The roundhouse kick and traditional martial arts

Chuck Norris' roundhouse
The roundhouse kick - made infamous by Chuck Norris - is a martial arts staple.  You see it in practically every movie.  It occurs in every round in every MMA, Muay Thai, kickboxing, Chinese san shou and kyokushinkai "knockdown" karate fight, just as it occurs in non-contact sport karate.

And it is also seen being practised in countless dojos/guans/kwoons/studios/gyms across the world.

Yet some will be surprised to note that it isn't exactly a "traditional" technique at all.  For one thing:
It does not occur in any traditional kata/xing/pattern/form predating the 60s.
Now I don't believe it was because folks back then "lacked the technology".  I'm sure the roundhouse kick probably existed in all ancient fighting systems. After all, its most basic incarnation is the simple kick to the thigh with the instep - the "soccer kick". It is easy to learn and easy to land. It is arguably the most natural kick we have.

But there is, I think, a reason that it is not really a feature of traditional civilian defence arts in terms of the kata. Yes, it might be hinted at in "stem cell moves" and it might have been used in sparring and other kumite. But it is not in kata. Why?

Machida using standard karate
tactics to evade a roundhouse
I believe the answer is this: the roundhouse kick is not a conservative civilian defence movement. It is actually quite risky.

The risks relate principally to telegraphing and the big, swinging, longer travelling, movement.

These are real issues with the roundhouse kick - whoever you are and whoever you are fighting:

Arts like karate are certainly geared at anticipating and exploiting those issues.  For example, if someone tried to kick me in the thigh, I'd like to think there was a good chance that, using my traditional civilian defence training, I might evade the kick.  And my attacker would be left very vulnerable when he missed (see the adjacent photos of a fighter missing Machida and note his lack of balance and poor positioning).

Either that, or I might close the gap and hit him as he was kicking.  I manage such tactics routinely in sparring against people who are throwing far more disciplined and less telegraphed roundhouse kicks, so why not against some untrained hoodlum?

Machida uses another standard karate
tactic of closing to negate a roundhouse
It is unsurprising to me that Lyoto Machida routinely demonstrates both these standard karate tactics in his MMA bouts as illustrated in the pictures above and below: he is a highly skilled traditional karateka who is well versed in applying these methods.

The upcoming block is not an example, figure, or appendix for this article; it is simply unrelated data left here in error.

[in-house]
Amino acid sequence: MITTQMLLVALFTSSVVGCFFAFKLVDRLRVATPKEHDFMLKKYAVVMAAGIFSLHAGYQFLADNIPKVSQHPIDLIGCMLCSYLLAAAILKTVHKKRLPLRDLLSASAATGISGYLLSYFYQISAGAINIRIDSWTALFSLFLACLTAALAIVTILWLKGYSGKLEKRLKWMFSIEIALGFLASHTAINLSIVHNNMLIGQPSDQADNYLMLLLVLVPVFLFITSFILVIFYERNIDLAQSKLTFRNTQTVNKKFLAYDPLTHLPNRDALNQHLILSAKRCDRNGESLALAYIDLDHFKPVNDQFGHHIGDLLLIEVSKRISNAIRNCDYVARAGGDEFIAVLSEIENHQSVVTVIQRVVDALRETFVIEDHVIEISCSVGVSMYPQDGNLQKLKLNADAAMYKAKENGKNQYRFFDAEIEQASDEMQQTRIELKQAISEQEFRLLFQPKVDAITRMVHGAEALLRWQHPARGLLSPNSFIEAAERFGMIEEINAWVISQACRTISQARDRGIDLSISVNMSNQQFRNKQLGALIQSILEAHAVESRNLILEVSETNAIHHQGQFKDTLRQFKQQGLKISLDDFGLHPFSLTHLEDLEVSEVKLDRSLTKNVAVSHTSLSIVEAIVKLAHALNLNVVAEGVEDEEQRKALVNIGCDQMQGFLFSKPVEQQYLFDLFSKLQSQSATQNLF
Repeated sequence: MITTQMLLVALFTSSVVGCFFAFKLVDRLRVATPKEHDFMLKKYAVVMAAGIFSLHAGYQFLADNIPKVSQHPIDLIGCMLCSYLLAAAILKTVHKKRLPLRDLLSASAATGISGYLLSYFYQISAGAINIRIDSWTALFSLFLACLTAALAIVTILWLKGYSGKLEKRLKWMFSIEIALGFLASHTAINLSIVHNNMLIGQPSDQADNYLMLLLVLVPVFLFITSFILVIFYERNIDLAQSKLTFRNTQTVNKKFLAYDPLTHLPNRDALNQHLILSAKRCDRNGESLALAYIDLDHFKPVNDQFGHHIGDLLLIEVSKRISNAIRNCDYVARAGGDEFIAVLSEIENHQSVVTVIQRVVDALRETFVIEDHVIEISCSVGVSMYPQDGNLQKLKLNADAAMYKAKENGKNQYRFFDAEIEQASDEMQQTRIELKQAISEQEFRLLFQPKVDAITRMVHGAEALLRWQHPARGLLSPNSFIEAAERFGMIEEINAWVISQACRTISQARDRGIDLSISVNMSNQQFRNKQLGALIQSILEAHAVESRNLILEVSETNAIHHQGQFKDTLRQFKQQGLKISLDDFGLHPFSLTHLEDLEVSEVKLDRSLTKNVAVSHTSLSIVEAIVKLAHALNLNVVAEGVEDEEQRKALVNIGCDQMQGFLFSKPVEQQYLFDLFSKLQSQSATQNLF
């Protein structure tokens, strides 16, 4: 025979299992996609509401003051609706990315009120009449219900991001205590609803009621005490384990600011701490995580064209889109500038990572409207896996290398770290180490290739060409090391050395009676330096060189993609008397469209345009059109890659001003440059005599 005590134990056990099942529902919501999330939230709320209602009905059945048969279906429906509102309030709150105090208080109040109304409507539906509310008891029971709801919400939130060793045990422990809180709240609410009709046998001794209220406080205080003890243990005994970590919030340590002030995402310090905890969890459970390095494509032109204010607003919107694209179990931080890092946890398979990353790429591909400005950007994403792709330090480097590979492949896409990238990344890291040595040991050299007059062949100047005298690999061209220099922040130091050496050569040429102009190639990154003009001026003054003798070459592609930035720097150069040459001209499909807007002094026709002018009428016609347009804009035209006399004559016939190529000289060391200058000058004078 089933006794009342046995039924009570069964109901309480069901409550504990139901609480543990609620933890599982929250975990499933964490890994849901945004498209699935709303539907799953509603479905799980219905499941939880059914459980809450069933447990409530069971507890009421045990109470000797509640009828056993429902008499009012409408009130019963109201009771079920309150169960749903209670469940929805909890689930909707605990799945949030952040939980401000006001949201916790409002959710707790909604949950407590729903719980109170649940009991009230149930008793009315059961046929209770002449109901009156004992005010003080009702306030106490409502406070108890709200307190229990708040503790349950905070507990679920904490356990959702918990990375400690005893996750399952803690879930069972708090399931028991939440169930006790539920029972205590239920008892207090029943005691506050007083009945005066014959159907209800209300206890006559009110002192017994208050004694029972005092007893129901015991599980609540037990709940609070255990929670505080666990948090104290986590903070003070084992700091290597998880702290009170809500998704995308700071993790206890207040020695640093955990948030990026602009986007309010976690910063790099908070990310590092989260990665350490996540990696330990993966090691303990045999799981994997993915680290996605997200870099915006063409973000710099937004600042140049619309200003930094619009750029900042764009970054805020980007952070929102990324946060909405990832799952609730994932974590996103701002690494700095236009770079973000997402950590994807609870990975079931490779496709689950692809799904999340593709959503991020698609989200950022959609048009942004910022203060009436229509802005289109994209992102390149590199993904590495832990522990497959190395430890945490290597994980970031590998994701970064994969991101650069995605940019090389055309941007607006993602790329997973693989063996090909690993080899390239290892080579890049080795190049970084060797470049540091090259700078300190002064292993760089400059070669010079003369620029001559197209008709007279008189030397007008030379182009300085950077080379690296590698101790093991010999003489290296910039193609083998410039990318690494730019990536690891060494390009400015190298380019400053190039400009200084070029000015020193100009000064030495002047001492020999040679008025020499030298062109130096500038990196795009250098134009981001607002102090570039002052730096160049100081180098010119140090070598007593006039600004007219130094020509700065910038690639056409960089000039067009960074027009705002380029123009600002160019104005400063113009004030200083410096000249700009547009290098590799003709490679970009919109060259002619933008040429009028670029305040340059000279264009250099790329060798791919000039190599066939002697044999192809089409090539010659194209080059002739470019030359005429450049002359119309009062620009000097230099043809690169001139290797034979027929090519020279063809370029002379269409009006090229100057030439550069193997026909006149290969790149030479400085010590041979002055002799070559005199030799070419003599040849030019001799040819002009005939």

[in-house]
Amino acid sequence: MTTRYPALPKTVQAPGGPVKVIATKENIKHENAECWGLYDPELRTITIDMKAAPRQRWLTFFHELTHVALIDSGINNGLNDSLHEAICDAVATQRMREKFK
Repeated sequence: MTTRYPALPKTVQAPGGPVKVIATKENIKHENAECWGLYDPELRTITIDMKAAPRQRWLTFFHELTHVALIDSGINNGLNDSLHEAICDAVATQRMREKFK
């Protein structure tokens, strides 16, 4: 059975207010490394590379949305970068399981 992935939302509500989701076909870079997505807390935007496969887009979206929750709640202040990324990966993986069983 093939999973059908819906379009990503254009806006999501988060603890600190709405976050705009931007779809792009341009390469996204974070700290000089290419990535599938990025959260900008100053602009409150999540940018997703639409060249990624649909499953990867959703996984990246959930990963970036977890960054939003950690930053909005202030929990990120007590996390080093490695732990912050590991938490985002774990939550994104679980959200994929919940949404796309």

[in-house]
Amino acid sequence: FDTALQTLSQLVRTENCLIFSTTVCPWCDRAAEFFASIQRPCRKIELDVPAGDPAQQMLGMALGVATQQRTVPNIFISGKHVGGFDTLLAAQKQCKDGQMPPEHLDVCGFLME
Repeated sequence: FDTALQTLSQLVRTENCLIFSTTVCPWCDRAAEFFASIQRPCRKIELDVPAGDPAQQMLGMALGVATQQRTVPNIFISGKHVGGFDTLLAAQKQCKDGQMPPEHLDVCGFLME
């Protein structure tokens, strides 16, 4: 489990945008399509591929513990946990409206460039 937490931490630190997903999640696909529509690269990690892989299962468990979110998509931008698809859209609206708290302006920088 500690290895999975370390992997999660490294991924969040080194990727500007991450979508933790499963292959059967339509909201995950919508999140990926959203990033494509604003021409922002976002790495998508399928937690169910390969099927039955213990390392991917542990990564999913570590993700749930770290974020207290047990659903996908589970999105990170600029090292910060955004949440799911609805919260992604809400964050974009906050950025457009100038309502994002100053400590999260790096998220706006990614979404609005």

However I want to underscore that none of my preceding discussion should be read to suggest that karate's conservative approach is attributable to its intended use against another karateka (or similar traditional martial artist) who might anticipate and exploit any "big" techniques of our own.  Karate is, like all civilian defence arts, aimed at thwarting street attacks.
Any street attacks.
In fact, karate is easiest to apply against big, swinging attacks because it is a civilian defence (not offence) art: ie. it is, necessarilyreactive: you get attacked and you respond. And it is easier to respond (ie. intercept/evade and counter) to a big, telegraphed swing than it is to do so against a more direct one.

My friend and colleague Colin Wee has excellent round
kicks - but I'm not expecting to be attacked by someone
like him!
Conversely, the fact that a karateka is happier to face someone untrained also doesn't mean that this affects the nature of his or her own tactics - including attack methods.

The latter are kept to conservative movement not because the karateka anticipates a particular opponent (trained or untrained) - but because he/she just want to be as minimalist as possible generally - ie. take as little time, and as few risks, as as he/she can.

I personally don't use conservative attacks because I "fear a karateka intercepting/evading my big attacks". Rather, I fear the unknown element:  I fear the hidden accomplice waiting in the shadows with the block of wood; I fear treacherous terrain where a big move causes me to slip and break my ankle; I fear the hidden pocket knife in my opponent's hand.  All of these happened to my brother when he faced (and subdued) a burglar not too long ago.  There are many more such possible variables.

Another point about roundhouse kick is this: when applied to the thigh, it doesn't really have enough potential to incapacitate. Yes, if I were kicked tomorrow in the thigh by Jon Jones, I might well go down.  But let's be real here: if some average guy in the street kicked me the thigh, I would probably still be quite able to fight back with little impediment - even if he were "MMA trained".

The ubiquitous roundhouse kick to the